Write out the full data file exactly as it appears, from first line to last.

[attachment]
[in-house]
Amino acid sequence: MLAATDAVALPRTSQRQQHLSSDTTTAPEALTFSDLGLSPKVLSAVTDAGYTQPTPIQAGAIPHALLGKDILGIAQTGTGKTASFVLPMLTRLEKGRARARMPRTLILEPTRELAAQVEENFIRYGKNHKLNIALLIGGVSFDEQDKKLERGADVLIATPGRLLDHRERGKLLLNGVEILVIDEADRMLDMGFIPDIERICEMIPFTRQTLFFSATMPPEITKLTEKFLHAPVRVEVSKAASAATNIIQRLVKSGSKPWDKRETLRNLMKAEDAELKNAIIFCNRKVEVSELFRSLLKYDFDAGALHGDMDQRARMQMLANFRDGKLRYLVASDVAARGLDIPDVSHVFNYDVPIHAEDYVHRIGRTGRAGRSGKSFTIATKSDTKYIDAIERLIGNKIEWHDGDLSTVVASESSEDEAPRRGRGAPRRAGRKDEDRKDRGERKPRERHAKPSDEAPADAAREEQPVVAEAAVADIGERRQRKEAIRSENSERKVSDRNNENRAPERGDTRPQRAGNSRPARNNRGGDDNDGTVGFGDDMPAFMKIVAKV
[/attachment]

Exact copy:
[in-house]
Amino acid sequence: MLAATDAVALPRTSQRQQHLSSDTTTAPEALTFSDLGLSPKVLSAVTDAGYTQPTPIQAGAIPHALLGKDILGIAQTGTGKTASFVLPMLTRLEKGRARARMPRTLILEPTRELAAQVEENFIRYGKNHKLNIALLIGGVSFDEQDKKLERGADVLIATPGRLLDHRERGKLLLNGVEILVIDEADRMLDMGFIPDIERICEMIPFTRQTLFFSATMPPEITKLTEKFLHAPVRVEVSKAASAATNIIQRLVKSGSKPWDKRETLRNLMKAEDAELKNAIIFCNRKVEVSELFRSLLKYDFDAGALHGDMDQRARMQMLANFRDGKLRYLVASDVAARGLDIPDVSHVFNYDVPIHAEDYVHRIGRTGRAGRSGKSFTIATKSDTKYIDAIERLIGNKIEWHDGDLSTVVASESSEDEAPRRGRGAPRRAGRKDEDRKDRGERKPRERHAKPSDEAPADAAREEQPVVAEAAVADIGERRQRKEAIRSENSERKVSDRNNENRAPERGDTRPQRAGNSRPARNNRGGDDNDGTVGFGDDMPAFMKIVAKV